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Drew University Hosts New Jersey District 11 Congressional Debate

Rachel Herrera C’22 provides a student’s view of the event in Drew’s Concert Hall

October 2022 – Drew University played host to the New Jersey District 11 Congressional Debate in the Concert Hall on October 25.

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First-year Changemaker Justine Mora C'26, pictured, kicked off the event and Action Scholar Jose Barahona C'25 delivered closing remarks.

The event was cosponsored by Drew’s Center for Civic Engagement; League of Women Voters of New Jersey; the Montclair and Morris County branches of the NAACP; the New Jersey Hills Media Group; and the Morris County Chamber of Commerce.

Incumbent Mikie Sherrill (D), Paul DeGroot (R), and Joseph Biasco (I) expressed their views and concerns regarding District 11, which includes Essex, Passaic, Sussex, and Morris counties.

The candidates answered nine questions about issues including economic turmoil, trade policies, federal legalization of marijuana, abortion, student loan debt, an obligation to asylum seekers, training and diversification of the police force, the school-to-prison pipeline, disparities and reparations, and outside threats to the U.S.

Pretty heavy stuff.

The atmosphere during the debate was intense – young people to old people, right-wing to left-wing, all types of constituents were represented in the Concert Hall. When one candidate gave an answer, depending on where you were in the room, you heard scoffs or claps (neither of which are allowed as per debate decorum dictates). The deep divide between the residents of District 11 was evident.

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Drew Action Scholars Jacquelyn Dal Bon C'26 (left), Annabelle Smith C'26, and Aira Marie Poticano C'26, with Sherrill, second from right.

Several topics stood out. The first question concerned the candidates’ proposed solutions for inflation, high prices of gas, housing, food, etc.

Biasco suggested that the government should be honest, but also blamed Vladimir Putin. He used his humor to create a chuckle from the audience, which he proceeded to do with almost every question.

DeGroot adopted the idea of energy independence and “opening up the pumps” to make gas more affordable, and then took his first dig at Sherrill for helping to “cause” inflation.

Sherrill responded that inflation is globalized and gas prices have risen because of the unprovoked attack on Ukraine. She promised to lower gas prices and suggested producing more semiconductors, investing in energy independence, and nuclear power.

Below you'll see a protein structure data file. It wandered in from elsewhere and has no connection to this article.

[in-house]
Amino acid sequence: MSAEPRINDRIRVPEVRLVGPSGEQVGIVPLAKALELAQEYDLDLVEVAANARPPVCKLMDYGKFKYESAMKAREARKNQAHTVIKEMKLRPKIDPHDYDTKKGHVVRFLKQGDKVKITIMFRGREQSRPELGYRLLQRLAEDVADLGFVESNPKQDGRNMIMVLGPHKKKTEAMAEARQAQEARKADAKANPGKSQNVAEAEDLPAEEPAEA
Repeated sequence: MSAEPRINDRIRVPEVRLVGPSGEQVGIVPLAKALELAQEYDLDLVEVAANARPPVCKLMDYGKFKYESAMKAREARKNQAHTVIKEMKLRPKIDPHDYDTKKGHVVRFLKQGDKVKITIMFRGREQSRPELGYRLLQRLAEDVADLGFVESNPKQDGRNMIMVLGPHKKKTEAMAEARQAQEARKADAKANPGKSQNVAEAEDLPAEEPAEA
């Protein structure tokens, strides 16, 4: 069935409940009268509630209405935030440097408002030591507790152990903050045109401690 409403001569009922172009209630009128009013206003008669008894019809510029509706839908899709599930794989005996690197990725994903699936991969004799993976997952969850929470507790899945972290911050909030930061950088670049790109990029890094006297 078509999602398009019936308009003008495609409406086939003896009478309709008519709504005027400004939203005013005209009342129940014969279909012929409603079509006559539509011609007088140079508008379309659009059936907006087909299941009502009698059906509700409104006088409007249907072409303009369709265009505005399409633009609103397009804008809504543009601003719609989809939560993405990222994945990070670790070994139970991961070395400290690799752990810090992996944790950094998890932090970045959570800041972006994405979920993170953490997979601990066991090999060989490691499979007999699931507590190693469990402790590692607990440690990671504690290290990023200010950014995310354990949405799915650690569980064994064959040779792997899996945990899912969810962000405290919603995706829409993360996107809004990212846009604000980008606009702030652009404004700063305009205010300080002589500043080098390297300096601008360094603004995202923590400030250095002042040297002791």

The question of federal legalization of marijuana and pardoning individuals incarcerated for marijuana charges sparked controversy. DeGroot responded first, saying he is not opposed to federal legalization. He then switched to talking about fentanyl. He said, “It is flooding our southern border,” and called the U.S border “a walk-in.” This felt like a change in subject.

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DeGroot, right.

Sherrill responded that convicted nonviolent marijuana offenders should be pardoned, and Biasco agreed. 

The topic of abortion was brought up, and each candidate expressed pro-choice stances, though DeGroot and Biasco had tighter standards than Sherrill, who said abortion is between a woman and her doctor.

I was almost certain this topic would come up even in a constitutionally-protected state like New Jersey. As someone who had recently done an internship with Planned Parenthood Action Fund of New Jersey, this question and debate were extremely familiar to me, especially around the topic of morality and viability which all candidates spoke independently on. 

Moving forward, there were questions about student loan debt forgiveness and the possible implications for the national deficit. Whether the U.S. was obligated to aid asylum seekers was a topic that the candidates diverged on.

Throughout the debate, I could sense how the candidates were going to answer each subsequent question based on their answer to the previous ones.

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Biasco, right.

The spectrum of political arguments was extensive with each question, making me think about the numerous contrasting perspectives within U.S. politics. After watching the debate and scratching down pages of notes, I still felt on edge.

Attending this debate was very informative and insightful. It truly embodied each candidate and their views. However, the high levels of incivility among the candidates, as well as the audience, was apparent.

I am glad I was given the opportunity to see a local debate like this at my school because it exemplified how each candidate can affect the life of a New Jerseyan, whether they are going to lower or raise your taxes, their interpretation of social problems, or their legislation that is for or against your values and beliefs.

The debate was very enlightening, and the consistent deep division of partisanship within politics that it reinforced sticks with me.

Rachel Herrera C’22 is a sociology and political science double major and a women’s and gender studies minor.

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